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The Role of Stakeholders in Strategic Management

In today’s modern world of business, individuals in management constantly face critical decisions, ethical dilemmas, and other concerns that can affect a business, its employees, its shareholders and other associated stakeholders. Strategic management is an important task for organisations, and concentrates on the preparation for success in both the short and long term. Incorporating planning, implementation, and assessment, it is a comprehensive management process and aims to formulate and implement strategies that are effective to the organisation.

Chandler’s (1962) definition of strategic management is: An organisation-wide task, it provides new ways of tackling opportunities and challenges presented to the business. Organisations have to consider a number of factors before implementing strategic decisions that will affect people whether they are internal or external to the organisation. Such aspects affecting decisions include corporate governance, business ethics, culture, and stakeholders, who will be the focus of this paper. Organisations have duties towards stakeholders that are directly affected by the practices used.

Stakeholders play a key role in the shaping of a companies strategy. Organisations must understand who their stakeholders are, as well as recognising differing requirements of each group. In this essay, I will look at the importance of stakeholders in today’s organisations, taking into

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consideration the other key factors that organisations have to contemplate when making strategic decisions. I will also explore who has the responsibility to manage stakeholders, along with their expectations. This in itself is an important characteristic for organisations to understand, and will assist with future decision making.

The Role of Stakeholders in Strategic Management It is essential to consider all stakeholders when determining your organisations strategy, and key to this is identifying their ‘role’. Stakeholders are the life-blood of an organisation and can determine the level of success an organisation can have. So who, or what, are stakeholders? The term ‘stakeholder’ is used when describing a person or persons, even organisations, that depend on the organisation in order to achieve ‘their’ purposes as well as the organisation depending on the stakeholders in order to achieve ‘its’ purposes.

The best way to answer these questions is to communicate directly with your stakeholders. Asking for people’s opinions can assist in building relationships and in turn successful relationships help build successful organisations. In any aspect of business, communication is key. If you don’t communicate, how can you understand the views of people relevant to your organisation? You can’t. Table 1 below shows the main groups of stakeholders and their potential interests. Meeting the interests of stakeholders is necessary for the organisation to have any chance of succeeding.

Evan and Freeman (1990) state that the success of a firm depends on satisfying all groups. However, the difficulty facing management is that stakeholder viewpoints and needs often conflict. A conflict of interest can occur when the needs of one stakeholder group are put ahead of another group whose interests should be served. As can be seen in table 1, there are a number of dual interests, for example employees and managers are concerned about job security. Similarly, managers are concerned in the profitability and growth of the organisation, an interest shared by shareholders who care about the value of their investments.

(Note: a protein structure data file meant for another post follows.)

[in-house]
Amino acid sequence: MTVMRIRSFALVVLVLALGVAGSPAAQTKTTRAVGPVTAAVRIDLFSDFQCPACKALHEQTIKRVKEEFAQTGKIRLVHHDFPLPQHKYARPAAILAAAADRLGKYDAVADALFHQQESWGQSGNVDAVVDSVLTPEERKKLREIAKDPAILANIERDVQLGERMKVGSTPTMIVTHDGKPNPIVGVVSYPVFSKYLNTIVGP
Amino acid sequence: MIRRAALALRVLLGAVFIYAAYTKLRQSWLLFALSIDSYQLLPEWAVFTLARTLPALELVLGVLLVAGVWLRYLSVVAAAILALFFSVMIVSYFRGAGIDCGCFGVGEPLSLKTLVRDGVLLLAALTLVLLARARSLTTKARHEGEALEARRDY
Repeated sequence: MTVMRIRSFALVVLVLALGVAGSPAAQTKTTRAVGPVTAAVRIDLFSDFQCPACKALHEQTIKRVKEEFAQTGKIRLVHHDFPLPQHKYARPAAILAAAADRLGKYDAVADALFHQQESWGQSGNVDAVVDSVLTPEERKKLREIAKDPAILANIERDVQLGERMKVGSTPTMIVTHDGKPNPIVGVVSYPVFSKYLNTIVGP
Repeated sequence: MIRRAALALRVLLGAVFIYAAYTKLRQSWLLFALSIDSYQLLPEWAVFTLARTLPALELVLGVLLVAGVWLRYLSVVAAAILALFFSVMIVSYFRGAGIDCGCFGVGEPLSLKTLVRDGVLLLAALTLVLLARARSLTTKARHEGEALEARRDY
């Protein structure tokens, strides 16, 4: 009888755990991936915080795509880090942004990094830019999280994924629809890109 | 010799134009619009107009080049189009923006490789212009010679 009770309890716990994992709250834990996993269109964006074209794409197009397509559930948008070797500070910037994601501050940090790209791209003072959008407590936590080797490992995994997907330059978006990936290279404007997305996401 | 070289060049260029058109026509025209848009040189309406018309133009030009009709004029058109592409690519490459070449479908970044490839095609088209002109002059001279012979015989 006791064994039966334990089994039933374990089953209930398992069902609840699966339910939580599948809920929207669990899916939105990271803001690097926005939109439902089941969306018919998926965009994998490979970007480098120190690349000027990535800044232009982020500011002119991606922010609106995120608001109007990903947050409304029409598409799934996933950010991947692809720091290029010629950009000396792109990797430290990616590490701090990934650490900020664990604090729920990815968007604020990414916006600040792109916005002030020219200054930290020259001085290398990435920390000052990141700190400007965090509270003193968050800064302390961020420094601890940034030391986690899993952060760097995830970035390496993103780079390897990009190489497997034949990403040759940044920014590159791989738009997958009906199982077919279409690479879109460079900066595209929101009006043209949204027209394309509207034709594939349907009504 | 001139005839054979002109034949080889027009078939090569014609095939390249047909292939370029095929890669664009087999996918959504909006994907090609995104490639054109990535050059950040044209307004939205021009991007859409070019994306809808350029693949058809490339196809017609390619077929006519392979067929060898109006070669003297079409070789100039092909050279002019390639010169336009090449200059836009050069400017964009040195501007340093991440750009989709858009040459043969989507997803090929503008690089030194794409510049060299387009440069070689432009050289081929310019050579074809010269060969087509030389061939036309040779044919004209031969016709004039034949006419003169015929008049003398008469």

Common conflicts between stakeholder groups are shown in figure 1 below: It is difficult to satisfy all stakeholders, and is why conflict resolution and stakeholder management is a difficult task. I will cover this in more detail later in the paper. Stakeholder Mapping Identifying your stakeholders is a crucial exercise. Recognising the relationships between the organisation and the stakeholders is equally important. There are now numerous methodologies or models that assist organisations in understanding the influence its stakeholders have, as well as the influence the organisation has on the stakeholders.

One such model is stakeholder mapping. Mendelow (1991) states that this tool assists an organisation in identifying the expectations and power of stakeholders. A stakeholder map allows an organisation to categorise its stakeholders, detailing their inter-relationships, and shows paths the company can pursue to achieve its business objectives. It is a useful strategic planning tool, which helps organisations allocate their limited human and financial resources to meet stakeholders’ needs.

Figure 2 shows the graphical power/interest matrix, which can be used to ‘map’ the interests of stakeholder groups to the relative power of the group. This tool assists organisations by classifying stakeholders in relation to the power they hold and the extent of likelihood of supporting or opposing particular strategies. Stakeholder mapping is used by many organisations to assist them with strategy decisions. From this tool you can develop an overall stakeholder network, identifying all key stakeholders and their inter-links.

Many organisations develop a stakeholder network diagram following the creation of a stakeholder map. Figure 3 shows the diagram created by EQ, a national equality and diversity agency that works in creative industries, for the arts and entertainment sector it covers. Mapping its main stakeholders assisted in clarifying an intricate web of organisations. The diagram endeavours to show the range of stakeholders that could have an influence on arts organisations. As can be seen from the diagram, the number of stakeholders can be complex and diverse.

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